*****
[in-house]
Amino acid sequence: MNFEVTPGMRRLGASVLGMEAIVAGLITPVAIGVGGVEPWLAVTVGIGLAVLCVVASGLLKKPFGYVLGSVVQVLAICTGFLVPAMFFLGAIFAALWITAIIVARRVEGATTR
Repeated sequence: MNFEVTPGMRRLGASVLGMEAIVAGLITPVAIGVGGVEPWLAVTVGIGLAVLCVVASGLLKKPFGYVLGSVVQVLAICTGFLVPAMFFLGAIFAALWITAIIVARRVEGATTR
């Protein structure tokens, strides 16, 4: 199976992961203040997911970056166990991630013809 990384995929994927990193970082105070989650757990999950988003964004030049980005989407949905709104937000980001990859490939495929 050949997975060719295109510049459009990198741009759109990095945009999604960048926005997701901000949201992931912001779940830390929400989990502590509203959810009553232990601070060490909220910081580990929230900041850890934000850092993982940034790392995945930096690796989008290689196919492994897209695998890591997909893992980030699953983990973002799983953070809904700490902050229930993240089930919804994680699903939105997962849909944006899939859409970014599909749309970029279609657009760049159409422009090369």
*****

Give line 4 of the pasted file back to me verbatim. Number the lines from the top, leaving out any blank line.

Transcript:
């Protein structure tokens, strides 16, 4: 199976992961203040997911970056166990991630013809 990384995929994927990193970082105070989650757990999950988003964004030049980005989407949905709104937000980001990859490939495929 050949997975060719295109510049459009990198741009759109990095945009999604960048926005997701901000949201992931912001779940830390929400989990502590509203959810009553232990601070060490909220910081580990929230900041850890934000850092993982940034790392995945930096690796989008290689196919492994897209695998890591997909893992980030699953983990973002799983953070809904700490902050229930993240089930919804994680699903939105997962849909944006899939859409970014599909749309970029279609657009760049159409422009090369």